Advertisements

Sony HDR-AS30V: AKA-SF1 Skeleton Frame Latch Repair

My Sony HDR-AS30V is an action camera, but requires an external case / frame to mount it on anything. Here’s the camera inside its AKA-SF1 Skeleton Frame atop my helmet:

Sony HDR-AS30V camera on bike helmet - inverted

Sony HDR-AS30V camera on bike helmet – inverted

Four 1 mm tall ramps on the inside of the black base (the part just above the yellow sled) snap into 2.6 mm square sockets in the skeleton frame surrounding the camera. For an unknown reason(s) that surely involves applying forces I don’t remember, an opposing pair of those ramps broke off, leaving the other pair to loosely hold one end of the camera in place.

In this picture, the left ramps (one visible) are missing, leaving a square-ish gray scar that’s nearly indistinguishable from the reflection on the intact ramp on the right:

Sony HDR-AS30V Skeleton Mount - broken latch ramps

Sony HDR-AS30V Skeleton Mount – broken latch ramps

Surprisingly, the round head of a brass 0-80 machine screw fits neatly inside the square socket on the frame; they’re a bit more than 1 mm deep. The approach ramps visible below the sockets guide the latches on the base:

Sony HDR-AS30V Skeleton Mount - frame sockets

Sony HDR-AS30V Skeleton Mount – frame sockets

So I figured I could just shave off the remaining two latch ramps, drill four holes at the proper spots, and replace the plastic ramps with metal screws.

I clamped the skeleton frame to the Sherline’s tooling plate, aligned it parallel to the X axis, put the laser spot dead center in the square socket, then snapped the base onto the frame. The laser spot shows where the drill will hit:

Sony HDR-AS30V Skeleton Mount - laser hole alignment

Sony HDR-AS30V Skeleton Mount – laser hole alignment

A carbide drill did the honors:

Sony HDR-AS30V Skeleton Mount - 0-80 hole drilling

Sony HDR-AS30V Skeleton Mount – 0-80 hole drilling

That’s a #55 = 0.0520 hole for 50% thread, rather than the proper 3/64 = 0.0469 hole for 75% thread, because that’s the closest short carbide drill I had; an ordinary steel twist drill, even in the screw-machine length I use on the Sherline, would probably scamper away. The hole isn’t quite on the sloped bottom edge of the base, but it’s pretty close.

The first hole didn’t emerge quite in the center of its ramp scar:

Sony HDR-AS30V Skeleton Mount - hole position - interior

Sony HDR-AS30V Skeleton Mount – hole position – interior

Which made sense after I thought about it: the ramp tapers to nothing in the direction of the offset, so the hole actually was in the middle of the matching socket.

Threading the holes required nothing more than finger-spinning an 0-80 tap:

Sony HDR-AS30V Skeleton Mount - tapping 0-80

Sony HDR-AS30V Skeleton Mount – tapping 0-80

The feeble thread engagement didn’t matter, because those mysterious tabs-with-slots (possibly for tie-down strings?) just above the holes were a perfect fit for 0-80 brass nuts:

Sony HDR-AS30V Skeleton Mount - reassembled

Sony HDR-AS30V Skeleton Mount – reassembled

The screw heads extend into the sockets, hold the frame solidly in the base, and make it impossible to pull out. Although the frame still slides / snaps into the base, that seems like it will wear out the sockets in fairly short order, so I’ll unlatch the frame (with the yellow slide latch on top), open it up, ease it into position, and then latch it in place. That was the only way to remove it from the original latches, so it’s not a big deal.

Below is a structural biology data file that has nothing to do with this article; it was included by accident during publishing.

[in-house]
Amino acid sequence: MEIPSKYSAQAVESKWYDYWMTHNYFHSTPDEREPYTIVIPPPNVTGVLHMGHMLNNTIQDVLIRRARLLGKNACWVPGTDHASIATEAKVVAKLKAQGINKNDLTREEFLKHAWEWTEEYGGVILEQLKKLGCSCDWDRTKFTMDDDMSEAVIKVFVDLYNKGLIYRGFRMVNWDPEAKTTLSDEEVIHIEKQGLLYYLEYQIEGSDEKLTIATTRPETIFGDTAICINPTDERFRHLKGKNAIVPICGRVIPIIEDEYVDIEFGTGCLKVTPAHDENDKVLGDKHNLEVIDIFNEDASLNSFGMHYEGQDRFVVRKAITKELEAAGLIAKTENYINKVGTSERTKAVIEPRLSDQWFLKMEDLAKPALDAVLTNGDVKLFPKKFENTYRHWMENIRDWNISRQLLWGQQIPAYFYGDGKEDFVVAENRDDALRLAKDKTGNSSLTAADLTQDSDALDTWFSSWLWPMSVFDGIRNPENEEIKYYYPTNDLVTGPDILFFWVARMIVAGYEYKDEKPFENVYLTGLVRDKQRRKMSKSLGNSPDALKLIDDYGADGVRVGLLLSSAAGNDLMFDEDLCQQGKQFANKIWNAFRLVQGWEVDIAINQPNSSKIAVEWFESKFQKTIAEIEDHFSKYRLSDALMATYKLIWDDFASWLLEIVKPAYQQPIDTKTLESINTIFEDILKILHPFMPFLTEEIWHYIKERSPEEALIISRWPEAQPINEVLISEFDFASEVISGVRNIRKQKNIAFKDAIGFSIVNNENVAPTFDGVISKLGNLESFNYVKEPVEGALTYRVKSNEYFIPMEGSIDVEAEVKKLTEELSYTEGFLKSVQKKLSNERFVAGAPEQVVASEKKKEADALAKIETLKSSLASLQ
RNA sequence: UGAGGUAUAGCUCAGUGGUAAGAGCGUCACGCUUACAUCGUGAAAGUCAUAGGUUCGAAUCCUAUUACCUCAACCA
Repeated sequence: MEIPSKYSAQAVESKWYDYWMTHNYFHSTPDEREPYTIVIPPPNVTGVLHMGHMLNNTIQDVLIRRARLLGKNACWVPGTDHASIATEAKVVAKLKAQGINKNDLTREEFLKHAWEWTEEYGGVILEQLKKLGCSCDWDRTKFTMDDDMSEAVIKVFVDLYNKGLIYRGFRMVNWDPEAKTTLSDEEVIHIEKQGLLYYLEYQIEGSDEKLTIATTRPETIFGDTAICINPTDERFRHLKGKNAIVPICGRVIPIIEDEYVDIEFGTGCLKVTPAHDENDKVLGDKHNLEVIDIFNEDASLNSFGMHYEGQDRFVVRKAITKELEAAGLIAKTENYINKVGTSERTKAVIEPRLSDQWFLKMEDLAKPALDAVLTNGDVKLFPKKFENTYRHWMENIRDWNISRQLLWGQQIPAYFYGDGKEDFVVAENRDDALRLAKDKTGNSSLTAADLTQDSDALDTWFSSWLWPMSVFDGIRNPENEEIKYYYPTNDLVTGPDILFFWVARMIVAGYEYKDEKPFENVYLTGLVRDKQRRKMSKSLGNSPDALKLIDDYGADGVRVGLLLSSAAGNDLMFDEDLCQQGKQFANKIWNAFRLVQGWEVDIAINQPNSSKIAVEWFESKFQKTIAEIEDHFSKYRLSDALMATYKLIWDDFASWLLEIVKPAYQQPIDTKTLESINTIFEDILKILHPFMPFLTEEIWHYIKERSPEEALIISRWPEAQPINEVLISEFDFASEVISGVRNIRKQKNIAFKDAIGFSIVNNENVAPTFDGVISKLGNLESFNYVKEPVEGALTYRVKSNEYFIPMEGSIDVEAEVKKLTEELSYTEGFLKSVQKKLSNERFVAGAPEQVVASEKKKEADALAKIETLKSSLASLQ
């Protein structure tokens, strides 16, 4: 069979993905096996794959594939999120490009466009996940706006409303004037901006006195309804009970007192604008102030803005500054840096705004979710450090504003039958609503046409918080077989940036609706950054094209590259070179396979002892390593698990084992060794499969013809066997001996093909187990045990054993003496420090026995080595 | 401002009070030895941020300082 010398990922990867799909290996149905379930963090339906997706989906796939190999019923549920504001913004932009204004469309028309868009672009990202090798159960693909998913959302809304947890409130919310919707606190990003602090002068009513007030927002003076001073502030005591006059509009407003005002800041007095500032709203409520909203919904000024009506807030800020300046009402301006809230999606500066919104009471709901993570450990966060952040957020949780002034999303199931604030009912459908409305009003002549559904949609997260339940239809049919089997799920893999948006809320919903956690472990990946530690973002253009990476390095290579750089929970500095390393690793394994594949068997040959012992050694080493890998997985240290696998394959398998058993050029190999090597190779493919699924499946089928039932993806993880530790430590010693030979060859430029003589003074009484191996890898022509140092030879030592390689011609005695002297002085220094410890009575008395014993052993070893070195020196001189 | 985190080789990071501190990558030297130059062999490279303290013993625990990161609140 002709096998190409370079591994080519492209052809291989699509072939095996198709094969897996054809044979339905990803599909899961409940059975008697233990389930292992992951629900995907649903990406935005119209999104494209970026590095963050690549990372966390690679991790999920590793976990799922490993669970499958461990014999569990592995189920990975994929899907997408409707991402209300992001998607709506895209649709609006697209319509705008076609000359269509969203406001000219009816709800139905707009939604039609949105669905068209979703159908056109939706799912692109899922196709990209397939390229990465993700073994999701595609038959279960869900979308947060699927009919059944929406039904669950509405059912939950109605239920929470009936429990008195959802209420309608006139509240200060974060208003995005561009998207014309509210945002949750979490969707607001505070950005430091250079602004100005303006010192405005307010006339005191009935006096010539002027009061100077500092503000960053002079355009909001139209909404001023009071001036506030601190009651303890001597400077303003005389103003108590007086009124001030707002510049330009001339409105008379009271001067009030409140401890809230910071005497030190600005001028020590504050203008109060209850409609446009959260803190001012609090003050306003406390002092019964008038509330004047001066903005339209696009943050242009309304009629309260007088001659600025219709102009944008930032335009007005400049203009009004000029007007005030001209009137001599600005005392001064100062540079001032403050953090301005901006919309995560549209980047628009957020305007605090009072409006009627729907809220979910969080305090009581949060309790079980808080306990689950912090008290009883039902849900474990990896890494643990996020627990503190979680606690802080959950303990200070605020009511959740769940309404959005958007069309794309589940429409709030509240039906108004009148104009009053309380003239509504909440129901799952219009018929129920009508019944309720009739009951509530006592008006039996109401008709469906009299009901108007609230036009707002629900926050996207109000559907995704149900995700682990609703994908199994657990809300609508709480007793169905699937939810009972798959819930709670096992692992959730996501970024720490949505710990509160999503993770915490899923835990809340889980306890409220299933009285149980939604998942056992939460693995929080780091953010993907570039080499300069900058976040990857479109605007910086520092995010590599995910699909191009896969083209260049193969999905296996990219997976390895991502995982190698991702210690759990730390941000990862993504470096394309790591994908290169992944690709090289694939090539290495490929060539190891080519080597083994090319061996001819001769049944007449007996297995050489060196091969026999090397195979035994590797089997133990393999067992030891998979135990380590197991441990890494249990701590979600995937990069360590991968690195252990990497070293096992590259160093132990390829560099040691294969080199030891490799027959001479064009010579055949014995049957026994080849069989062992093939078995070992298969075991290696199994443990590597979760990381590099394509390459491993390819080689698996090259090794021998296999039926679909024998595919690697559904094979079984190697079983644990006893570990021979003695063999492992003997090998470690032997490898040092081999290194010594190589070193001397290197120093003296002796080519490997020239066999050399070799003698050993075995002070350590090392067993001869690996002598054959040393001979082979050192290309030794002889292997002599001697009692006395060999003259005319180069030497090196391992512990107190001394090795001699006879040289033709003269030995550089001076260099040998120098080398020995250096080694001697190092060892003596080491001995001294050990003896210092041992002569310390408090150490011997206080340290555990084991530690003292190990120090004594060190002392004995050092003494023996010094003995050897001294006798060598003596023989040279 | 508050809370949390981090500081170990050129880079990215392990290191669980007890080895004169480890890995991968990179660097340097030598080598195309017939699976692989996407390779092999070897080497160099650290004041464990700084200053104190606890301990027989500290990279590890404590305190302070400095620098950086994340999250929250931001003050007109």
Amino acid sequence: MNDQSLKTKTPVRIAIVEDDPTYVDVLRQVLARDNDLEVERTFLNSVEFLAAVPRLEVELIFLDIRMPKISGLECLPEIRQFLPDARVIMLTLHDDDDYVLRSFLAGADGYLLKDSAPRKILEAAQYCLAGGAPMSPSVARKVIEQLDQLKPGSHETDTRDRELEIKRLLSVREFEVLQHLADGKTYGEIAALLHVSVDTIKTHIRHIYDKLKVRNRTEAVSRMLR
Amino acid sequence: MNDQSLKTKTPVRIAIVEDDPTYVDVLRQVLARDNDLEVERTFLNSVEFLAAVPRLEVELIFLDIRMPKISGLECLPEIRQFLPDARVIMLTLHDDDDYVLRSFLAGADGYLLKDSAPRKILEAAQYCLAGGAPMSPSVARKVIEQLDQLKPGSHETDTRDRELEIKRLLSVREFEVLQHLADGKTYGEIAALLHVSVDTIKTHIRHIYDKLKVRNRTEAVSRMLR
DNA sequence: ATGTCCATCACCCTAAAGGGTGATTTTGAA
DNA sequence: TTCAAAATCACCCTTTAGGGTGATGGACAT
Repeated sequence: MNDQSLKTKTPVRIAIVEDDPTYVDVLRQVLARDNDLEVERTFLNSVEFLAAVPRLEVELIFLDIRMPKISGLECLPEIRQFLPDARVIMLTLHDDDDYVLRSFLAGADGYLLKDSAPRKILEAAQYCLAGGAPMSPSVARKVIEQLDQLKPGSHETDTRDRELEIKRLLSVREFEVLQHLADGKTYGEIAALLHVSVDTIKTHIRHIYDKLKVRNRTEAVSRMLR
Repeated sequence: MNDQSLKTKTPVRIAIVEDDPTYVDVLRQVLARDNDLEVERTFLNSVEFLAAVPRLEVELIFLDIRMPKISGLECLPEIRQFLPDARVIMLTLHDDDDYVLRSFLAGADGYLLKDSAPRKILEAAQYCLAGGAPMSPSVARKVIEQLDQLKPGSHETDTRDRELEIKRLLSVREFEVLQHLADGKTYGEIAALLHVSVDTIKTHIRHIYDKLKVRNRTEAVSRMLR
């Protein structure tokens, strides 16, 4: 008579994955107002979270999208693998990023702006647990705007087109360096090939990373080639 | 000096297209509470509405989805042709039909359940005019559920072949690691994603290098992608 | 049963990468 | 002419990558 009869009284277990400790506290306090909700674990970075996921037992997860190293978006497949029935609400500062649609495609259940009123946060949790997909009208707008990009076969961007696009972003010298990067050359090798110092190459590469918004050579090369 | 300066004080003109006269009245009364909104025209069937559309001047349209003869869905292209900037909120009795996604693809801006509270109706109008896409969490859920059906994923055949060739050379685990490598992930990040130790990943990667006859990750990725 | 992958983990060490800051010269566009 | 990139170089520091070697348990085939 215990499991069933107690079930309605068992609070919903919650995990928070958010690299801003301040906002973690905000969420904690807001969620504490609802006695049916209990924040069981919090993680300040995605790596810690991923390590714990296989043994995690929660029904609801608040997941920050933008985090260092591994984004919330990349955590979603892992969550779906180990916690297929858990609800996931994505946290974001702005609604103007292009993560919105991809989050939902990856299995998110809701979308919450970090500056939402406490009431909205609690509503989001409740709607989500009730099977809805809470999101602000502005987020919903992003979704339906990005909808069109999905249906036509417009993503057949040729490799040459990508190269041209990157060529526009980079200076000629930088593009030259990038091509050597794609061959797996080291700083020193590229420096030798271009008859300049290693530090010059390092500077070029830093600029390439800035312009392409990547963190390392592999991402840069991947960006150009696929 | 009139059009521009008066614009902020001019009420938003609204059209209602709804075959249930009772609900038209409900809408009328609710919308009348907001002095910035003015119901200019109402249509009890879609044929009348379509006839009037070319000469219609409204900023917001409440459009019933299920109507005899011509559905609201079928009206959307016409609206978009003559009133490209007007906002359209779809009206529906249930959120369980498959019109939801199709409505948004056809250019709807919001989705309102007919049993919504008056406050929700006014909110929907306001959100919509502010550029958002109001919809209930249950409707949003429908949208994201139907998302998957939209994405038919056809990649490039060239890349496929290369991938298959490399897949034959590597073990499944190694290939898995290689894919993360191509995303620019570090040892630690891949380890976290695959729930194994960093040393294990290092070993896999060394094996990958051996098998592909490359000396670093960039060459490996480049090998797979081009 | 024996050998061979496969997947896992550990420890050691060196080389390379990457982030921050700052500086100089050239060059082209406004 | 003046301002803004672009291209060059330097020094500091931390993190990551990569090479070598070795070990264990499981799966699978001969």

I should add a drop of epoxy to each of those nuts and perhaps fill the screw slots with epoxy to keep them from abrading the plastic inside the sockets. Maybe a dab of epoxy on the heads, followed by latching the frame in place, would form four square pegs to exactly fill the sockets.

This was a straightforward repair that should not have been necessary…

Advertisements

, ,

  1. #1 by Joel Davidson on 2015-08-13 - 09:13

    It seems to me that is stuff was designed to last rather than be manufactured as cheaply as possible, then we’d never have to make these sorts of repairs. Of course, then we’d all be bored and you’d need to find other stuff to write about here.

    • #2 by Ed on 2015-08-14 - 07:42

      Occasionally we wonder how much we’d be spending were it not for my obsessive (and reasonably successful) repair jones. I’ve fixed nearly everything around here at least once, even sealed units with “no user serviceable parts inside”… should we just throw things out and (re)buy new, every time something breaks?

      Bah!

      • #3 by Ken Davidson on 2015-08-17 - 09:41

        We often wonder the same thing, but as it relates to car repairs. My service log for the ’04 PT Cruiser is a wonder to behold, but it’s paid off and runs reasonably well, so I’ll keep patching it back together. If only I had the machine tools and surplus stockpile of your basement…

        • #4 by Ed on 2015-08-17 - 13:09

          it’s paid off and runs reasonably well

          As long as it’s dependable, keep using it! When you can’t trust it, move on…

          Reports indicate the Sienna now spends its weekdays huddled in the parking lot’s minivan ghetto, away from the cluster of BMWs up front & center by the lab building. Obviously, we ain’t treating her right, but she can wedge all her worldly possessions into the thing and drive away when the co-op job ends, which must count for something.

  1. Sony HDR-AS30V Tripod Mount | The Smell of Molten Projects in the Morning
  2. Sony and Wasabi NP-BX1 Li-Ion Battery Life | The Smell of Molten Projects in the Morning